Twenty cities, 15 towns, five counties, 80 residents and eight nonprofits responded to the Wyoming Pathways survey. Many of the projects are “ready to go,” the organization said.
New shared-use pathways and greenways was the category of project that topped the survey. There were 121 proposals for those, followed by 81 “Safe Routes to Schools” plans, plus on-road bicycle networks, sidewalks, crosswalks and main street upgrades.
In Cody, the school district wants a crosswalk on Bighorn Avenue near a middle school. “A child got hit crossing to go to school,” one survey respondent wrote.
Dayton and Ranchester want a 6-mile path connecting the two towns. Mills wants a main street common area. Lander has identified 10 school-route safety proposals.
“I am just a mother,” one respondent from the Saratoga/Encampment area wrote, asking for paths “where children could walk, ride bikes and recreate.” In LaGrange, population about 300, residents want paved sidewalks so “all people, even those confined to a wheel chair, can get around.”
$2.5 or $6.7 million?
The state doles out some $2.5 million annually to communities through its Transportation Alternatives Program, said Jordan Achs, a WYDOT spokeswoman. In FY 2019, which ended in June of that year, WYDOT distributed about $2.7 million for eight path projects and one planning effort, agency figures show.
League of American Bicyclists ranked Wyoming last among states for its cycle efforts in 2019, a fall from 11th place only a decade earlier. Among the shortcomings, the state did not meet the League’s threshold of spending at least 2% of federal transportation dollars on bicycle and pedestrian safety, an amount suggested by Congress in recent transportation legislation.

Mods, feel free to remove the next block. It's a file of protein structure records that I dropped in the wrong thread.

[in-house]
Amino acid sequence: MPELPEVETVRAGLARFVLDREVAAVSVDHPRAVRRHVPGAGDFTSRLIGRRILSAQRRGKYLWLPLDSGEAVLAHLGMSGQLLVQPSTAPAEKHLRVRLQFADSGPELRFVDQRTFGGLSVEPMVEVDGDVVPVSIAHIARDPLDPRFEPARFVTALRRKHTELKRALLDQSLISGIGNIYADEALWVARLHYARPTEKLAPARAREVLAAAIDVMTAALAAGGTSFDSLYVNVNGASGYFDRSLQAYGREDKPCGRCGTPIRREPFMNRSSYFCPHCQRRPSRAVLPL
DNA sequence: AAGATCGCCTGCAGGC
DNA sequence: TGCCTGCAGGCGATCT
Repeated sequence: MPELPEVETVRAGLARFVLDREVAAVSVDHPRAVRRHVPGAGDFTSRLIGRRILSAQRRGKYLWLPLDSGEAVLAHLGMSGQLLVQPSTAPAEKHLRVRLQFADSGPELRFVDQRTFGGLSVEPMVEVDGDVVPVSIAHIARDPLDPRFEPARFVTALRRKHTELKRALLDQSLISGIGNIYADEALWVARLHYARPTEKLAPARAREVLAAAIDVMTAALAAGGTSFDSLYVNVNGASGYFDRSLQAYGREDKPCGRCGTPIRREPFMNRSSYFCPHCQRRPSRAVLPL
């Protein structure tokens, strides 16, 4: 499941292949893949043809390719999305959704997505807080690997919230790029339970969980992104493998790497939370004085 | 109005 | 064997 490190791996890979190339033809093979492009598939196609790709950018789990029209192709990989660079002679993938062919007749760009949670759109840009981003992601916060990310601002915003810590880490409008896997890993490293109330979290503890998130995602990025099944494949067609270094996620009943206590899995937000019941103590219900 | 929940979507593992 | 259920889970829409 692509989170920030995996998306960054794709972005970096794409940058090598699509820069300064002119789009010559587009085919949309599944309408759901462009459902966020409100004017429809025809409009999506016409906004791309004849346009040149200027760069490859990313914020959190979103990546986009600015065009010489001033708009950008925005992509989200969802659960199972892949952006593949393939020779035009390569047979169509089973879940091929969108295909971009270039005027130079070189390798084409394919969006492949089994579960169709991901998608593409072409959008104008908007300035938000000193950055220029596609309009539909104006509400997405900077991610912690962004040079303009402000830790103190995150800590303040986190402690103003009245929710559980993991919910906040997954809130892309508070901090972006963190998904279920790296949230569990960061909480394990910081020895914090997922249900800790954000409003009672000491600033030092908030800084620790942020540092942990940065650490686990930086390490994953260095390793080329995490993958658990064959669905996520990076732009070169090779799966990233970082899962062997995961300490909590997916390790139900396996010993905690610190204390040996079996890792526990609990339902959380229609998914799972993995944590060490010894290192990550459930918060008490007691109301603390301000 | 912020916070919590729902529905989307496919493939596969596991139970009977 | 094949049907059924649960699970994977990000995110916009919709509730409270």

WYDOT’s budget for FY 2022 anticipates $338 million in federal funds; 2% of that would amount to $6.7 million.
Wyoming Pathways’ believes the state agency doesn’t adequately consider public proposals to use federal funds for pedestrian and cyclist projects. WYDOT runs its federally funded State Transportation Improvement Program by selecting projects internally, then accepting required public comment, Young said.
But WYDOT doesn’t consider those public comments meaningfully, Young said. WYDOT should consider public comments at the beginning of its annual program review, he said.
WYDOT chief Reiner disagreed with Young and said he tells district engineers “you’ve got to get input.” He again referenced his budget, saying “the wishes [of STIP commenters] are tempered by the reality of our fiscal resources.”
Pedestrian and bicycle safety are not being ignored, Reiner said. “We’re the Department of Transportation for all modes of transportation,” he said. “So that’s our going-in position.”
What comes out may be a different story. A consultant told Reiner his agency faced a $350 million “funding gap” after Reiner sought an analysis of finances, requirements and goals a few years ago, the director said.
“We’ve got to match revenue with expenditures,” he said, outlining WYDOT’s top priority, “and so people need to pay their own way.” The agency’s second priority is emergency repairs and third is “preserving what we have.”
“That’s where we’re focusing our efforts,” he said.
“At the very bottom [of the priority list] is expansion of the system,” he said. “It’s not wise for us … to expand the system we can’t preserve.”
When WYDOT reconstructs a state road, that’s when it considers building associated sidewalks and paths. President Joe Biden’s Bipartisan Infrastructure law will require states to develop a “complete streets” plan for the state, Young said. But WYDOT agency doesn’t mend, keep up or patch non-motorized routes.
“On bike paths and these pathways … we don’t maintain them,” Reiner said. “You always have to work with a local community to ensure that they’re maintained.”